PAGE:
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The Oxford Study Bible Study Bible supplemented with commentary from scholars of various religions.

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The First Book of the Maccabees - Introduction

The word Maccabee, possibly meaning “designated by God,” was a popular epithet for Judas (1 Macc. 2.4 ), the third son of the priest Mattathias. The plural Maccabees came to allude to the Jewish guerrillas who, under Mattathias, revolted against the Seleucid kings of Syria then ruling the land of Israel. The revolt began in 167 B.C.E. This and three other books bear the name Maccabees; 1 and 2 Maccabees and the nonbiblical 4 Maccabees are about the revolt, but 3 Maccabees is not.

Written originally in Hebrew (only a Greek translation survived antiquity), 1 Maccabees summarizes the events ( 1.1–64 ) which spurred the revolt of Mattathias ( 2.1–70 ) and follows the course of the resistance as it was carried on by his sons, especially Judas ( 3.1–9.22 ), Jonathan ( 9.23–12.53 ), and Simon ( 13.1–16.24 ).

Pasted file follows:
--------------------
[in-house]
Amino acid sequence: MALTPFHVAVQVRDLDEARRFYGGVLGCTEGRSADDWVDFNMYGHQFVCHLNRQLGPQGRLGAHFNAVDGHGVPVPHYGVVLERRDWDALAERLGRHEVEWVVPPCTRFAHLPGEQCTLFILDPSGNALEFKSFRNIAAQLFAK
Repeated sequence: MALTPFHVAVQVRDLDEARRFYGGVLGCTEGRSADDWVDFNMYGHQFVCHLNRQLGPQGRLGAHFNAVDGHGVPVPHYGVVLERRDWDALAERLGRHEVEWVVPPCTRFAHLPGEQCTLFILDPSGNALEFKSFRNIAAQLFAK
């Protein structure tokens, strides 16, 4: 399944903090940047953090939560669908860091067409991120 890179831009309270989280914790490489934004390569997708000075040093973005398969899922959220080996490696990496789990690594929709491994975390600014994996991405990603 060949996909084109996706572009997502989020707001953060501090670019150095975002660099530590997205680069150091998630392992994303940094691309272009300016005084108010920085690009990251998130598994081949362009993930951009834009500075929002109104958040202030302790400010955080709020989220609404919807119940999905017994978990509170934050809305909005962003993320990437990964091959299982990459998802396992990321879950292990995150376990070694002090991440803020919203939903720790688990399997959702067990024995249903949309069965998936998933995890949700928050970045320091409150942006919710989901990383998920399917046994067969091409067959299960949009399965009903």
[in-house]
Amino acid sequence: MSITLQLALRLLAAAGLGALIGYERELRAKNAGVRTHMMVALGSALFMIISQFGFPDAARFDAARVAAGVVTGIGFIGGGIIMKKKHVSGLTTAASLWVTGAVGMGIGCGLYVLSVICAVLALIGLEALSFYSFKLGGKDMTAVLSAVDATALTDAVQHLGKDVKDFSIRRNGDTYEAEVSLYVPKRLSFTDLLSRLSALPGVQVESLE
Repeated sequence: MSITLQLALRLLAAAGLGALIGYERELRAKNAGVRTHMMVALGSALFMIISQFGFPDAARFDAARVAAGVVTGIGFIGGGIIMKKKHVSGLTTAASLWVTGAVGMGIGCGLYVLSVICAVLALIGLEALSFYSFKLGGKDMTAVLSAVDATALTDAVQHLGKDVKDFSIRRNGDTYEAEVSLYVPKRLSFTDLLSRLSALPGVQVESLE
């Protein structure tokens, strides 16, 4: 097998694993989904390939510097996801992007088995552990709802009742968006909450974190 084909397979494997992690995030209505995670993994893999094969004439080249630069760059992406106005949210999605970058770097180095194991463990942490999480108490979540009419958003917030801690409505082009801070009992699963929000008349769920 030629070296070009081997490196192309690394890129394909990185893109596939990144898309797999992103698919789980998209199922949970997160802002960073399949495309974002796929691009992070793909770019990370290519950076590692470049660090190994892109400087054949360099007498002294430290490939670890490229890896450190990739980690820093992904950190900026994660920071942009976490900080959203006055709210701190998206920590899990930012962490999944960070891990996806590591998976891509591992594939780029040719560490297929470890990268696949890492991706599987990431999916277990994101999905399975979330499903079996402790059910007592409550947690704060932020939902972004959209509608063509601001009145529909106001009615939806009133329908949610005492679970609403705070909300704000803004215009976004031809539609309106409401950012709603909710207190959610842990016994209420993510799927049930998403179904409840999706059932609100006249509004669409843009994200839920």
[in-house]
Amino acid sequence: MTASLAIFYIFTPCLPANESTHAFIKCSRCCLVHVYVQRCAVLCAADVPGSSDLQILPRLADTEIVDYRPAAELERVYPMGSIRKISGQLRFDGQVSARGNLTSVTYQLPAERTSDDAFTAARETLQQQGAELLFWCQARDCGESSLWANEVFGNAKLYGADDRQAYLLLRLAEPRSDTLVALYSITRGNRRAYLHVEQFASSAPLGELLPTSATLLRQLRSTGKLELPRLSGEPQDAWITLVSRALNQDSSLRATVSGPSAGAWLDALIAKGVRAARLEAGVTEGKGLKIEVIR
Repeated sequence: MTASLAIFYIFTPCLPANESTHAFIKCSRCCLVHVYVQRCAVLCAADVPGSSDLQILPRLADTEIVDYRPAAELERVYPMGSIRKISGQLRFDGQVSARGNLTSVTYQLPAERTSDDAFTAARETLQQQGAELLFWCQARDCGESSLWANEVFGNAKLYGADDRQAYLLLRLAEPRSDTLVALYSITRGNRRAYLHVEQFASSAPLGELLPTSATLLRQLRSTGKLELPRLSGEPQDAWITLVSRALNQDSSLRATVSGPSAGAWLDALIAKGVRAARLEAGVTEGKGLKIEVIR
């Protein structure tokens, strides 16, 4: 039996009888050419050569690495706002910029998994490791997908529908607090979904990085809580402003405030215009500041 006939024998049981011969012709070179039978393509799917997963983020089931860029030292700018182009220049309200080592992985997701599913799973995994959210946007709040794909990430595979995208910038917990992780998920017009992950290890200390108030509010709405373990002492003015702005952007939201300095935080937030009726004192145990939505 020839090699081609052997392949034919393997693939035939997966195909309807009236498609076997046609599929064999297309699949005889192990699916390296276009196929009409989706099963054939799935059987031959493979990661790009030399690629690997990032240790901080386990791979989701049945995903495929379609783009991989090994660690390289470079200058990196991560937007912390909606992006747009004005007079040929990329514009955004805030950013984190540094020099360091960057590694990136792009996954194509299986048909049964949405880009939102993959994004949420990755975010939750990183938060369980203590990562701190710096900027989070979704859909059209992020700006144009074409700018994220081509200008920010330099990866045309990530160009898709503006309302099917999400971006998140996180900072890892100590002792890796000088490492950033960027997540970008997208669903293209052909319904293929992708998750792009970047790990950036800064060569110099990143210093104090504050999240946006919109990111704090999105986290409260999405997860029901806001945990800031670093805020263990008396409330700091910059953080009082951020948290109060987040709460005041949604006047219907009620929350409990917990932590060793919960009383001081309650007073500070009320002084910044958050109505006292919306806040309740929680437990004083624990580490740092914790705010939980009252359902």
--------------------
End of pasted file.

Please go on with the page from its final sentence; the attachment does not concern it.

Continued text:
First Maccabees is a simple history written in the manner of the day by an unknown adherent of the Hasmonean kings descended from Simon. It is also meant to teach the author's contemporaries that by fidelity to the Law of God the Jewish people may expect continued divine support, for God is still active in Israel's history. The book was probably written about 100 B.C.E.

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